Irish News, August 24, 2006
Injustice must always be opposed and exposed
By Jim Gibney
Britain's history in Ireland is one of brutality and inhumanity, often
characterised through the abuse of political prisoners.
One would have thought that the British government would have learnt that
lesson by now and would know that not only is the maltreatment of prisoners
entirely wrong it is also entirely counter-productive.
All prisoners are entitled to humane prison conditions, to proper medical
facilities and to be treated with dignity.
For this reason Gerry Adams publicly called recently on the British
government to transfer those Irish prisoners seeking repatriation to Ireland
and to resolve the dispute in Maghaberry by introducing decent prison
conditions. This was the public expression of a demand that the Sinn Féin negotiating
team have repeatedly made to both the British and Irish governments.
In Maghaberry Prison 30 republican prisoners are experiencing a vindictive
regime. An oppressive and hostile system of controlled movement regulates the
prisoner's lives. They are confined to their cells, denied adequate washing facilities and are
forced to eat all meals in their cells.
Objections from the prisoners to this treatment results in them being put on
bogus charges and punished by losing remission.
Aiden Hulme is a 27-year-old native of County Louth serving a 22-year
sentence in Belmarsh Prison in England.
He was convicted for his alleged part in a bombing campaign in 2001 in
Before his arrest he was involved in an accident severely damaging one of
While in prison his injured leg has deteriorated to the point where prison
doctors have told him his leg needs to be amputated.
He believes this condition has been caused by medical neglect.
On four occasions the prison authorities cancelled an operation depriving
him of the urgent medical attention he needs to save his leg.
Aiden believes repatriation to an Irish prison offers him the best chance of
getting proper medical attention.
Since September 2005 the Department of Justice in Dublin has had his
Aiden and his family believe the Justice Minister Michael McDowell is
deliberately blocking his transfer.
His transfer application is supported by Sinn Féin, the SDLP, an independent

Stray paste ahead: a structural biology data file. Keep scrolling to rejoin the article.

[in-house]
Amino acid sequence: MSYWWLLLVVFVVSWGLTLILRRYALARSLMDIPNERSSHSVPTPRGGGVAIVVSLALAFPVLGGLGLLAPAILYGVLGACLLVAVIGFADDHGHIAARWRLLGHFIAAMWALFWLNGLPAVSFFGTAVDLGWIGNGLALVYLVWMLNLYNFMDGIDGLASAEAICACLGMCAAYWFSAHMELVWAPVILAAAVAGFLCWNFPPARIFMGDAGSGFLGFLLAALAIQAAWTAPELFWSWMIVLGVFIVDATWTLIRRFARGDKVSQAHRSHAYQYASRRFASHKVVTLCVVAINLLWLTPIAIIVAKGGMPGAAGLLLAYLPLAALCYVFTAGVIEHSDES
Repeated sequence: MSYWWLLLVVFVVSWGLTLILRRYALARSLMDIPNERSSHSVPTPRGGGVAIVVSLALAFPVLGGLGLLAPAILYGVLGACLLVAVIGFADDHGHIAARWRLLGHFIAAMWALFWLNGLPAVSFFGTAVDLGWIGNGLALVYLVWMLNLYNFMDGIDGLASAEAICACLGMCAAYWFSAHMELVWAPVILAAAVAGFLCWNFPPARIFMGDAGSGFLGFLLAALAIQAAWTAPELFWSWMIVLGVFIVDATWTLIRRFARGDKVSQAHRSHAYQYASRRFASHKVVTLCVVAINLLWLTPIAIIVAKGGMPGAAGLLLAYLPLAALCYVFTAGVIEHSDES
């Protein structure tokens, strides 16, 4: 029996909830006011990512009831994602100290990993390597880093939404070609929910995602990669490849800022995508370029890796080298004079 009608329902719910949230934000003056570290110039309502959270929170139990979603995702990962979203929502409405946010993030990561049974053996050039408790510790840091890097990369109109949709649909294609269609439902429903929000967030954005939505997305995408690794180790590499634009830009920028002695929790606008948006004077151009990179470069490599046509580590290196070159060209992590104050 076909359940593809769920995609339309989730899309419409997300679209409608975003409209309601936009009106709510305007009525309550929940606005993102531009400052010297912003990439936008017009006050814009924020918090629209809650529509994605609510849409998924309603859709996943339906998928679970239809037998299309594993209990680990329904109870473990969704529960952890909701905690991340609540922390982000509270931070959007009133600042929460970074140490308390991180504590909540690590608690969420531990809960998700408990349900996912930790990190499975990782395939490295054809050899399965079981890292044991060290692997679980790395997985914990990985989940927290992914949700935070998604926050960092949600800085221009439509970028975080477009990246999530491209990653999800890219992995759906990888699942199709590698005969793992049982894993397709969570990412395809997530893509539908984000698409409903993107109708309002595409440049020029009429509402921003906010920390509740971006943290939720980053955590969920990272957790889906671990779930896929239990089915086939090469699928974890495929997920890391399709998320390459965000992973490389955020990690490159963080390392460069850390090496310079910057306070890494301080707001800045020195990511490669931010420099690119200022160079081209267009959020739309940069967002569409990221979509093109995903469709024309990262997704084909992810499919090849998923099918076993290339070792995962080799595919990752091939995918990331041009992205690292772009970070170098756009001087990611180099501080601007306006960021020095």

TD and the Irish Commission for Prisoners Overseas.
Mickey McKevitt is serving a 20-year prison sentence in Portlaoise on the
word of a paid informer.
McKevitt's sentence followed a disturbing trial involving the informer David
Rupert, the FBI, MI5, the Garda Special Branch, the Director of Public
Prosecution and a number of senior judges.
During the trial Rupert was shown to be a thoroughly disreputable person who
inhabited a world of criminality and deceit throughout his entire life.
Several files characterising Rupert and penned by MI5 operatives were
presented to the court, and in my view destroyed his credibility as a person
worthy of giving evidence in a court of law:
McKevitt's defence revealed Rupert to be involved in a string of dubious
ventures: a career informer for the FBI from 1974, gambling deals with the
Mafia in Florida, drug dealing, tax evasion, bouncing cheques, white slave
trading involving two young (minor) girls, human trafficking, arms,
explosives, and other contraband smuggled across the Canadian border.
Under relentless cross-examination by McKevitt's defence Rupert sought
refuge in memory loss. He said 'I don't recall' over 1,000 times!
He was convicted and his conviction upheld by an appeal court on the grounds
that Rupert was a 'credible witness'.
Informers insidiously undermine justice. They pollute and corrupt those they touch. They put justice on trial.
Whatever one's opinion of Michael McKevitt's political views, and I for one
fundamentally disagree with him, he is entitled to justice through a fair
trial in front of a jury.
Political manipulation of the judicial system is not only wrong it is
Injustice whether at the hands of British or Irish judges must be opposed